The views expressed by this writer and commenters below do not necessarily reflect the views and policies of the Dawn Media Group.


Comments (17) Closed



brr Apr 30, 2017 08:52am

An appreciation of art as well as a culture of innovation is what makes a city the center of gravity or a place for avant-garde.

Attaullah Apr 30, 2017 09:04am

A very thought provoking analysis sir

DIGGER DOWN UNDER Apr 30, 2017 09:05am

An excellent write-up by Professor Altaf. However, I would forget the past and look to the future. I would say, make Lahore the centre for film, music and culture, Karachi for theatre, drama and language, and Bahawalpur for Islamic education (which is entirely different from the current mullahism). The seeds of development are there.

wellwisher Apr 30, 2017 09:08am

hats off to such wonderful projection of "missing place" in nation.But now I am not aware if young ones run to Bombay, though they still "move " to Bombay,Delhi,Chennai and Kolkatta.

Feroz Apr 30, 2017 09:13am

Akora Khattak the biggest learning Institution in Pakistan and financed by the KP Government reflects a mindset that makes Pakistan what it is. Fruit depends on the tree you plant.

Deepak Talwar Apr 30, 2017 10:38am

Art is life. Without art life is hopelessly dull. We need music, poetry,literature, dance, drama, painting, sculpture and architecture. And the Muslims of the subcontinent excelled in all forms of art for hundreds of years. This has to be nurtured and encouraged, like the Nawabs and Maharajas did. This culture is our heritage, we cannot let it disappear.

Baber Gul Apr 30, 2017 11:03am

Nowhere to go? Consider Jeddah.

IAB Apr 30, 2017 11:36am

Great shortage of a focal destination raised in this article. In case of Pakistan it is more Dubai then anywhere else in Pakistan as it is the easiest place to go to as long as you have a passport and some money. But yes we need we need that place to run to ...... I guess being a predominantly agrarian country , majority of the youngsters proceed to the large cities from the adjoining hinterlands like most of the people from small towns and villages end up in Lahore. My father in law was the first one from to come to Lahore as a medical student in 1971 from Renala Khurd. Then he got married after becoming a doctor. The rest, as they say, is history. Now they have more than fifty houses of relatives in Lahore.......... No wonder Lahore has gone from two million population in 1972 to almost twenty million by now.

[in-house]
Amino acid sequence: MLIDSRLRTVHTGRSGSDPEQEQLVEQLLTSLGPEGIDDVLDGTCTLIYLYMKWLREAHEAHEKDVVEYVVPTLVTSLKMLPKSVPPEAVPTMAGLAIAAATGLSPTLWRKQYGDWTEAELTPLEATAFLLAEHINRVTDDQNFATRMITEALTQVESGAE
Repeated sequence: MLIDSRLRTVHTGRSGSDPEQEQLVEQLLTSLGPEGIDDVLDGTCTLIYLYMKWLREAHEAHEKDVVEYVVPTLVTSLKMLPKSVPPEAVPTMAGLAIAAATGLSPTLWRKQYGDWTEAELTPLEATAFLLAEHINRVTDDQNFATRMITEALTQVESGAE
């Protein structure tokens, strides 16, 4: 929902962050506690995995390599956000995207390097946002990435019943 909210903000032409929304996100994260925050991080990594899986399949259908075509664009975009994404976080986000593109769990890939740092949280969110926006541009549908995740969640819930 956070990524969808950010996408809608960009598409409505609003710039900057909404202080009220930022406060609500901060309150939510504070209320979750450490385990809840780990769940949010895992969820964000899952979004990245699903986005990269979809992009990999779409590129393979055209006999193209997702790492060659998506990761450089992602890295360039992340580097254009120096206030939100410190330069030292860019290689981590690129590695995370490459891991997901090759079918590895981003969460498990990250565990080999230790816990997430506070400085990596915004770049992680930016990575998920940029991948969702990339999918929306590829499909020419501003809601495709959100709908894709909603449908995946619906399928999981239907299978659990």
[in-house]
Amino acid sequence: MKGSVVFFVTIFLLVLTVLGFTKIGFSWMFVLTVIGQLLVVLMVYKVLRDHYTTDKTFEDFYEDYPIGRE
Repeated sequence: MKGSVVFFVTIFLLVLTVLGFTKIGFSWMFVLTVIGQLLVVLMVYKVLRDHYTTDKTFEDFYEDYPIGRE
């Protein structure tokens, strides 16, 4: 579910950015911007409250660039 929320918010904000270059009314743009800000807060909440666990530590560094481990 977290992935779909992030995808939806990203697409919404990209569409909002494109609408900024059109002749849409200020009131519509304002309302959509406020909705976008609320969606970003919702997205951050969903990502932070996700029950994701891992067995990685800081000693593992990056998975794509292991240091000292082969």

Tagd@yahoo.com Apr 30, 2017 11:36am

If only more Pakistanis thought like the esteemed author ... kudos for articulating with such clarity.

meelu Apr 30, 2017 02:40pm

Although the theory of nowhere to go for aspirants of arts have weight-age in Pakistan. Country's artistic class thriving for existence. Radicalization sucked the oxygen for inhalation of artists. In contrast to this, now society is moving and progress is in right direction though the pace is not accordingly as compared to opposite entity's velocity. Government if desires can prove to be mother of runaway;s by providing shelter and direction in centers like Alhamra also can construct similar institutes in thus far cultural hub of country, Lahore.

Palkir Apr 30, 2017 04:05pm

Art and culture thrives in peace and tranquillity. Pakistan since its inception has indulged in war and violence either with India or within itself. Unfortunately now India has been bestowed with violence and self destruction under misguided militant Hindu dispensation. There used to be times when Lucknow and Delhi used to be centres of art and culture during brief period of peace provided by Mughals and later these were replaced by Bombay, Calcutta, Madras and Lahore when peace and tranquility was provided by the British. Now there is unending and perpetual violence in this part of the world hence no question of art ,culture, music or any other form higher intellectual pursuits.

Khanm Apr 30, 2017 08:03pm

Indeed we have art and culture ... art is restricted to politics and culture reduced to agriculture... folk..If art is to nourish the roots of our culture, society must set the artist free to follow his vision wherever it takes him. Can we do that in a society restricted by so many taboos

sam Apr 30, 2017 10:53pm

very nice piece of writing

zam Apr 30, 2017 11:42pm

Sir ji,very informative article. I like your writing very much!

Anon May 01, 2017 12:06am

@wellwisher and Bangalore and Hyderabad also

Bickering Parents May 01, 2017 01:39am

Parents who lack basic parenting skills and make their personal problems the problems of their kids and (hence the world) need to be sterilized.

BBW May 01, 2017 04:43am

"New York City is the quintessential example....London, Paris and Vienna are well-known examples from other countries."

Once upon a time. Not today. NYC, London, and Paris have become global hubs for finance capital and the rents are stratospheric. A 30 square foot (i.e. 10 feet by 3 feet) "studio" is going for 50,000 euros in Paris.